It was mostly out of fear, but, if I'm truly being honest with myself, I admit, it had something to do with pride, too.   

I thought I could handle it all - and that I'd be stronger, better for it, somehow - on my own.

I thought that was what it meant to be Army Strong; independent, when, as far as the military was concerned, I was just another dependent.

But, boy was I wrong.

My mission for When Home is Not a Place is to encourage and empower women in their roles (this blog is not just for moms or military spouses - all are welcome here!), and to remind us all of something I had to learn the hard way: no matter where we are or what we're going through - we are never alone.


When Home is Not a Place is meant to be a community, a bridge, not a one-sided platform.  

Always keeping OPSEC and respect for one another at the forefront of our minds, you are strongly encouraged to discuss and share openly here.  

If you are uncomfortable with commenting publicly at any time, please feel free to email me: courtney@whenhomeisnotaplace.com.

I want to hear and learn from your story as much as I want to share my own.  I believe our stories matter.

The truth is, it's okay to ask for help when we need it. 

There's always someone who's been where we're standing, right now, to reach out to for a little hope and perspective when we need it.

Maybe, today, that someone is you.

Let's take a look around.  Find - or be - a shoulder to lean on.

Let's encourage and empower one another as we learn how to thrive, wherever we are, together.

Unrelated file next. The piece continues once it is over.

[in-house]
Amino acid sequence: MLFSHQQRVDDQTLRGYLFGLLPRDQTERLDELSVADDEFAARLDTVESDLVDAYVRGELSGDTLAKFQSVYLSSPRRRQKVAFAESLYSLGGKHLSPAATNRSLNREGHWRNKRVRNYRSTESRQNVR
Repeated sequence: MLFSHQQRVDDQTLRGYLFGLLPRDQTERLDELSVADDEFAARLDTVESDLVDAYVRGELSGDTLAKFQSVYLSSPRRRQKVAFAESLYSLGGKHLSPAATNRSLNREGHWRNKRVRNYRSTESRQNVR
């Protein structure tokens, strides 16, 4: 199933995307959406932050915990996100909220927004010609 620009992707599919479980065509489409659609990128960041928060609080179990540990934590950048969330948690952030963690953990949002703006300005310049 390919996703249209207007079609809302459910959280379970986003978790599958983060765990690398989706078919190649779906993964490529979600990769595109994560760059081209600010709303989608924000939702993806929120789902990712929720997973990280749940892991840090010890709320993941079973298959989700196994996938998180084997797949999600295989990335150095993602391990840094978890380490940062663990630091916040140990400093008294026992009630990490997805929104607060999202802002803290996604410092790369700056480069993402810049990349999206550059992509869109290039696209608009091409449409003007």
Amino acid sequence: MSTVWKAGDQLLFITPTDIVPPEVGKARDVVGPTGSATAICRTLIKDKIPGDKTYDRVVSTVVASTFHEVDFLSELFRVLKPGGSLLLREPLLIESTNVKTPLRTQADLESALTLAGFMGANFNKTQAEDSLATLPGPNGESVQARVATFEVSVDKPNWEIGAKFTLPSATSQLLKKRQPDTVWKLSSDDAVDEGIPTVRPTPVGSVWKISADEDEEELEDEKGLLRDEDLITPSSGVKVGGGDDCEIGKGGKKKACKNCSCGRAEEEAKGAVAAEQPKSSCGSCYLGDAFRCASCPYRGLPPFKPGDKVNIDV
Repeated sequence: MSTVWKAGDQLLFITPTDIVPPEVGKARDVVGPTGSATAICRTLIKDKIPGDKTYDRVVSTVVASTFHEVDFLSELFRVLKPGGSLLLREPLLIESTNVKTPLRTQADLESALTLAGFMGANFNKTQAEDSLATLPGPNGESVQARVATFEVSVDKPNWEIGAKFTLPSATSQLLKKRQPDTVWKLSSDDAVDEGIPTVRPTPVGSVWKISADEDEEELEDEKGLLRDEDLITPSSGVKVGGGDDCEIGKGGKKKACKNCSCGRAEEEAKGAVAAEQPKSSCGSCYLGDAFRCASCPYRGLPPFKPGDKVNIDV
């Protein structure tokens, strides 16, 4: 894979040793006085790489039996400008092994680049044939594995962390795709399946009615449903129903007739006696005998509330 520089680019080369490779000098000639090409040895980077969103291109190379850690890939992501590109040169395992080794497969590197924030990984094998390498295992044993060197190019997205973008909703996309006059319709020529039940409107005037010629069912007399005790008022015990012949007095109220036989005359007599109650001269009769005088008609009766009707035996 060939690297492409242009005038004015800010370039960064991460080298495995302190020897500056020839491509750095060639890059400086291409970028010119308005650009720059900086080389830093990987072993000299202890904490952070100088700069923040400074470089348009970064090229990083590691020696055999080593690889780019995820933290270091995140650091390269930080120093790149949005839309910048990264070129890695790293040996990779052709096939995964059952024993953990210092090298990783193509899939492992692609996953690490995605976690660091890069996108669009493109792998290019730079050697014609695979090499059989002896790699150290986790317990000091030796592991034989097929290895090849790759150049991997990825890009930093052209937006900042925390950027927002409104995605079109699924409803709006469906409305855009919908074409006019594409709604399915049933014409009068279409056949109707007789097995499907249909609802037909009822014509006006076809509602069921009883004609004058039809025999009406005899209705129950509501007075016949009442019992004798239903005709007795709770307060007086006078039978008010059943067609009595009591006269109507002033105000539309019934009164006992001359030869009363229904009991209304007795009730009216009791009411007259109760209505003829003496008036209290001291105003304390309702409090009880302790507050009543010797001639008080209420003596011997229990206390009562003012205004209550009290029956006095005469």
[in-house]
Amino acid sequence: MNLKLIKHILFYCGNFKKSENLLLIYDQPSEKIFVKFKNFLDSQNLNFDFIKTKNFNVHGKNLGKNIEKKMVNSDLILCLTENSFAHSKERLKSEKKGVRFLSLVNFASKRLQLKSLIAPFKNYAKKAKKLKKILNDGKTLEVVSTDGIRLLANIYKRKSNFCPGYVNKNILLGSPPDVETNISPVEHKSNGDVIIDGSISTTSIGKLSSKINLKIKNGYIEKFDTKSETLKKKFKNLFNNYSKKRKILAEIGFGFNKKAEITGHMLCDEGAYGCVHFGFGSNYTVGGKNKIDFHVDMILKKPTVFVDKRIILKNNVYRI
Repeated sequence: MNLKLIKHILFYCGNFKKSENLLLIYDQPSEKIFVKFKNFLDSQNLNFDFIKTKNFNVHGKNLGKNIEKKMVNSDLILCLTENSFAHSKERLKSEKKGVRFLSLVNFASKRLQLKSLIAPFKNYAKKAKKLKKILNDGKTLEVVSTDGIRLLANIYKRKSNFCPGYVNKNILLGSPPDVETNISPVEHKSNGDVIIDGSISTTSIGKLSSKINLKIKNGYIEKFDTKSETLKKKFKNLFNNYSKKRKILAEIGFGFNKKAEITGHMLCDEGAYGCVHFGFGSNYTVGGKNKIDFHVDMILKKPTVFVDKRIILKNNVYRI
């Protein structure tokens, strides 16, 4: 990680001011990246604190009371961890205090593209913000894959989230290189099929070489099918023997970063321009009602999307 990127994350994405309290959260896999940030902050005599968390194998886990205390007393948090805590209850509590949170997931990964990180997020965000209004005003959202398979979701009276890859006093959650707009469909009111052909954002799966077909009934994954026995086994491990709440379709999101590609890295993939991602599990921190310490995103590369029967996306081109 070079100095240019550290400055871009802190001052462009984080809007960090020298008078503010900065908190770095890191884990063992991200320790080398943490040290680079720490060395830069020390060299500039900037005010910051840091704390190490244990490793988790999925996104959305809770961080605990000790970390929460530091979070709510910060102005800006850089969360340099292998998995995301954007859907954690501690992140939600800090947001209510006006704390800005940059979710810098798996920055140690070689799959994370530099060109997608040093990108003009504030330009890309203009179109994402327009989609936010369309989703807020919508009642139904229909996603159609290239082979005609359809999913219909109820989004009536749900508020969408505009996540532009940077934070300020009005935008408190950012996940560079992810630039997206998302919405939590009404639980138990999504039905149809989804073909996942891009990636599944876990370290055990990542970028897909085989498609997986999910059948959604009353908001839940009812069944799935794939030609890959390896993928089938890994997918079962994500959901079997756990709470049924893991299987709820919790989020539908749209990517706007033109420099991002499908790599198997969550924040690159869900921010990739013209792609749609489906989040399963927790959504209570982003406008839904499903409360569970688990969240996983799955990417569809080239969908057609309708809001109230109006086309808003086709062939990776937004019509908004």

Introduce yourself!  Leave a comment to say hello, and don't forget to share a link to your blog if you have one!  

3.11.2014

10 Things We Learned (The Hard Way) From The First Years of Military Life

Last month, the first chapter of my husband's military career came to an end, and, now, we're waiting to see what's next.

Looking back, it feels as though I can remember every little detail about the day it all began.

The cold fluorescent lighting that reflected harshly off the shiny white linoleum floors of the old government building.

Sitting right next to my husband in a hard metal-folding chair, yet feeling hundreds of miles away from him, already.

Watching old men in scratchy gray suits shuffle up and down the hallway, handing out complimentary copies of The New Testament to anyone who'd take one.

Talking in whispers, waiting for something to happen, and not really knowing what to expect.

Feeling like my heart was going to leap out of my chest when the ceremony began, and ducking off into the restroom to pull myself together at the last moment, because I was afraid I was going to be sick.

The overwhelming, contradicting feelings of pride, excitement, worry, and sadness I felt as I heard my husband recite the words.

The fear of not knowing what we were getting ourselves into.